The path to intervention: community partnerships and development of a cognitive behavioral intervention for ethnic minority adolescent females.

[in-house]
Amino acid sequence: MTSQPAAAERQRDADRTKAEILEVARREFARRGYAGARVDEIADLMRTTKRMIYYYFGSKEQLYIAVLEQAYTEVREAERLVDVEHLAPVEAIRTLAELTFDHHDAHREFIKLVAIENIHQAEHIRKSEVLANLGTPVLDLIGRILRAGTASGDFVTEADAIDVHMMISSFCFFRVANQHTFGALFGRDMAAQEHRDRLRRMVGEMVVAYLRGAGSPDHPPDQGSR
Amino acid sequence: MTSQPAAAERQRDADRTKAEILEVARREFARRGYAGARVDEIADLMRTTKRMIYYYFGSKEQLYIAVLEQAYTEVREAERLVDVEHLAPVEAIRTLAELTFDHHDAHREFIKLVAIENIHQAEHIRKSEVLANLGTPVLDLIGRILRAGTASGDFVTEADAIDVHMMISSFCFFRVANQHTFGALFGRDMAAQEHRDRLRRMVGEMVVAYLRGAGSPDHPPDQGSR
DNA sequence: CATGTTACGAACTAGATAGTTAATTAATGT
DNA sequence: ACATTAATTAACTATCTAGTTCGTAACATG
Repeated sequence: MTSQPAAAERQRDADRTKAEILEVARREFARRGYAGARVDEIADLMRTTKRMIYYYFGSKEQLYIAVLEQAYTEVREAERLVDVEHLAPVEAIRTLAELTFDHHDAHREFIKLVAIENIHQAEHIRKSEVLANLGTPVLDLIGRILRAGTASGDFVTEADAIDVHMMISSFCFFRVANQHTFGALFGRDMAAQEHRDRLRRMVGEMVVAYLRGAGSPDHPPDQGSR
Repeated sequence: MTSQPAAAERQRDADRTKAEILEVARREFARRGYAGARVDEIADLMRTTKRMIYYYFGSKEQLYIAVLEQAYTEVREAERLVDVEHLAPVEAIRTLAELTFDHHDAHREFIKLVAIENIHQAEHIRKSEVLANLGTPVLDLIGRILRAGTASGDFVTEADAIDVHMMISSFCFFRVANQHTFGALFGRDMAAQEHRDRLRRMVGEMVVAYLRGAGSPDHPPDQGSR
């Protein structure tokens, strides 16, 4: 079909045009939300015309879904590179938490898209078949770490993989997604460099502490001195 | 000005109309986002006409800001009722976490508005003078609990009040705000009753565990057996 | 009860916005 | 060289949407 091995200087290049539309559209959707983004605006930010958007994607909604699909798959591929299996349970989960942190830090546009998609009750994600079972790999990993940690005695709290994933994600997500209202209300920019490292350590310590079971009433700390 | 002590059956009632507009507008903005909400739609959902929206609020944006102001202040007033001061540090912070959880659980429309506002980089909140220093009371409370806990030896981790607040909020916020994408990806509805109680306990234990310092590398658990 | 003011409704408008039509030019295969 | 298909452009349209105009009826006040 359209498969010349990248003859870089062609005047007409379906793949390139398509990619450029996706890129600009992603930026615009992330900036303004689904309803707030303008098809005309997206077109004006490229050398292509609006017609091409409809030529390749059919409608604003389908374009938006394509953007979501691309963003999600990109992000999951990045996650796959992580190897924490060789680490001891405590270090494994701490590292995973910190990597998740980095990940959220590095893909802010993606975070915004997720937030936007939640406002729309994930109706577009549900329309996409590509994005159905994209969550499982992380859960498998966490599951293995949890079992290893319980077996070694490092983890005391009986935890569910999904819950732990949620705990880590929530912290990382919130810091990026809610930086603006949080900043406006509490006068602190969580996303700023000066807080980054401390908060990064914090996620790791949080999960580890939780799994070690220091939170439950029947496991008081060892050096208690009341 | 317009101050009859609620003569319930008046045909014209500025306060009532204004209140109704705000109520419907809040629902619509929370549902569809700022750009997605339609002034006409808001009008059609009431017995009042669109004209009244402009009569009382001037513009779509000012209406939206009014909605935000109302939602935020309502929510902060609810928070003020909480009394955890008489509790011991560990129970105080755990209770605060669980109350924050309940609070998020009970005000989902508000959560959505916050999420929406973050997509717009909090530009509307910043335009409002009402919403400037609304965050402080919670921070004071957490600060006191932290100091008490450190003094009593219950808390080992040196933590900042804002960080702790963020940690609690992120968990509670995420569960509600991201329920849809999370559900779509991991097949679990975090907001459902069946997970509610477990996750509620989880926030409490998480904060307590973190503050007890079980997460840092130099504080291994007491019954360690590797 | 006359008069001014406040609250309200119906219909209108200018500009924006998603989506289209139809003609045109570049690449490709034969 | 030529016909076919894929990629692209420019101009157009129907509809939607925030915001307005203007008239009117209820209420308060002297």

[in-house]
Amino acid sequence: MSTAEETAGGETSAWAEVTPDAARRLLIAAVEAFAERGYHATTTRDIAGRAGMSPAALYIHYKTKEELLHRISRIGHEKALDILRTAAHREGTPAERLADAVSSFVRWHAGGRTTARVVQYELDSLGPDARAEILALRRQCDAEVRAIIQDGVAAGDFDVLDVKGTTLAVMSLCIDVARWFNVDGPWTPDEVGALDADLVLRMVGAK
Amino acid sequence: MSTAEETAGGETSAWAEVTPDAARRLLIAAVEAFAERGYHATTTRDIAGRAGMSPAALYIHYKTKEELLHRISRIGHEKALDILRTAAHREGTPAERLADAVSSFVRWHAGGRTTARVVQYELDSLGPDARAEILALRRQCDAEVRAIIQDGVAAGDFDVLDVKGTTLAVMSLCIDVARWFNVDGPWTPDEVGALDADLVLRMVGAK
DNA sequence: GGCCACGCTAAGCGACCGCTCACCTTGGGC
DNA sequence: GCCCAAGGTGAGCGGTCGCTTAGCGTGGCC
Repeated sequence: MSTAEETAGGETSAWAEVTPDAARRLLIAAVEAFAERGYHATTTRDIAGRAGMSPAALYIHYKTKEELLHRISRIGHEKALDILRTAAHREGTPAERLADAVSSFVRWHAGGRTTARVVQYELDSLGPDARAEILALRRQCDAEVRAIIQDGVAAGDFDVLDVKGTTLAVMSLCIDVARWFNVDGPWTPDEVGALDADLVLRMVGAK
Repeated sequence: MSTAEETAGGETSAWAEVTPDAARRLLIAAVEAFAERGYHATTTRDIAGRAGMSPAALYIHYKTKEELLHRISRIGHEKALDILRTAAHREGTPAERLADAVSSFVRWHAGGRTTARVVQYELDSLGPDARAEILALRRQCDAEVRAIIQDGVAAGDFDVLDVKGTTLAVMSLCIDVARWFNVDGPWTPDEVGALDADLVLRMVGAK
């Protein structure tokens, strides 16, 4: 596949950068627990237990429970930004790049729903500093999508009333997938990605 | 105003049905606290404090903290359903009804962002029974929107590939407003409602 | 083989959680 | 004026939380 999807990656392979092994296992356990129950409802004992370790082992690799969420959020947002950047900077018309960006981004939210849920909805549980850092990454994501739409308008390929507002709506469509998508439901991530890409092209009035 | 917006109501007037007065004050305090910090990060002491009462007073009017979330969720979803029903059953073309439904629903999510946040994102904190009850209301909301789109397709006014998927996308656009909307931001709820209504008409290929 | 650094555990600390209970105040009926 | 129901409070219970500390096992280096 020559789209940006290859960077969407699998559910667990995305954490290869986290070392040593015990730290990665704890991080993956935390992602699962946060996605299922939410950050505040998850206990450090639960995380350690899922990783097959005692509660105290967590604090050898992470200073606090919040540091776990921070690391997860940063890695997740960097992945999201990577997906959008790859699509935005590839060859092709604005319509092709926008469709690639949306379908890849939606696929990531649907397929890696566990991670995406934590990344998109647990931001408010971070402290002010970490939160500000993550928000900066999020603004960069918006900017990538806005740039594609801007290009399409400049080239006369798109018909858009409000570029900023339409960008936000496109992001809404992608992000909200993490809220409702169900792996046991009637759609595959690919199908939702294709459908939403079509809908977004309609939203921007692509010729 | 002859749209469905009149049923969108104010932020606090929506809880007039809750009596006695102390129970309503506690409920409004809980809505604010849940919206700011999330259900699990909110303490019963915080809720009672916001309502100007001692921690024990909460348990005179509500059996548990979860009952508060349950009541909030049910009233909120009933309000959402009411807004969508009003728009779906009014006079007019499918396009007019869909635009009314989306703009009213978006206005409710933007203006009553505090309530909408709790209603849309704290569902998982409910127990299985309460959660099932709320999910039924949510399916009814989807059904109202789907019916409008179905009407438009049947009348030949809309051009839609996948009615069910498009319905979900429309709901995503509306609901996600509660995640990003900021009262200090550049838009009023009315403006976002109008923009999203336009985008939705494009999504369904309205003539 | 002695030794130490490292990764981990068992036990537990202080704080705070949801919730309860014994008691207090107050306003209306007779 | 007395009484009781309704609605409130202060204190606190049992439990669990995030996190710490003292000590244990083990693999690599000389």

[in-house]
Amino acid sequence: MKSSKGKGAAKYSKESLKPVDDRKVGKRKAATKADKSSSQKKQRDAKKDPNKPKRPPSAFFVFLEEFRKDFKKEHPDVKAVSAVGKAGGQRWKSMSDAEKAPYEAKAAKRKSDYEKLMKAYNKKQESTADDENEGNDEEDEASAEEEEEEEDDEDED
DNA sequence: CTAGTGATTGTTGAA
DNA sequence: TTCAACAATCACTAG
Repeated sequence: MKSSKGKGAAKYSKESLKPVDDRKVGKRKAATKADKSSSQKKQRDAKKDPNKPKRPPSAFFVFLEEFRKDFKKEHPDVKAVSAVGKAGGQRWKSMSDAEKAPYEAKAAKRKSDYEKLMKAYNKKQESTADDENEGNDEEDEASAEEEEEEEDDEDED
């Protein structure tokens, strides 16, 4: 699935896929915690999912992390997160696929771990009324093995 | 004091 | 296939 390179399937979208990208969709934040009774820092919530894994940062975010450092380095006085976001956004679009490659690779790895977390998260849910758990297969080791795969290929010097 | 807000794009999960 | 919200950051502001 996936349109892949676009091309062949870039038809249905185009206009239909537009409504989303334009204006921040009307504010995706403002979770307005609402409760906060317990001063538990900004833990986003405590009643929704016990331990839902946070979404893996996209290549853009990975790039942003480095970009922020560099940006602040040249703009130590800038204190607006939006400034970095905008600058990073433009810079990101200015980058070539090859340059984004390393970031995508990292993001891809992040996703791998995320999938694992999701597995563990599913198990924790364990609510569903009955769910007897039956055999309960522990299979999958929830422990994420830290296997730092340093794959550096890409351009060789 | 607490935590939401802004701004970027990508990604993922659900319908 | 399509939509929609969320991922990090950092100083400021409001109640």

This study explores African American adolescents' perceptions about recruitment and retention strategies for intervention studies. Fifteen African American adolescents, ages 13 and 17 years, participated in this focus group study. Adolescents attended one of three groups which varied by size, gender, and the type of chronic condition: well adolescents (n = 7), adolescents with sickle cell disease (n = 5), and adolescents with diabetes (n = 3). Each group of adolescents participated in two group sessions. Content analyses of the two major categories in the study, recruitment and retention, yielded 10 themes. These themes included adolescents' (1) knowledge about their disease; (2) attitudes and expectations of self-care classes; (3) expectations about the research interventions; (4) instructor characteristics; (5) relationships with the researchers; (6) logistical considerations, such as time, location, and setting of interventions; (7) involvement and choice during the intervention; (8) relationships with other teens; (9) incentives for participation, such as food, fun, and money; and (10) the role of health care providers in recruitment and retention for research studies.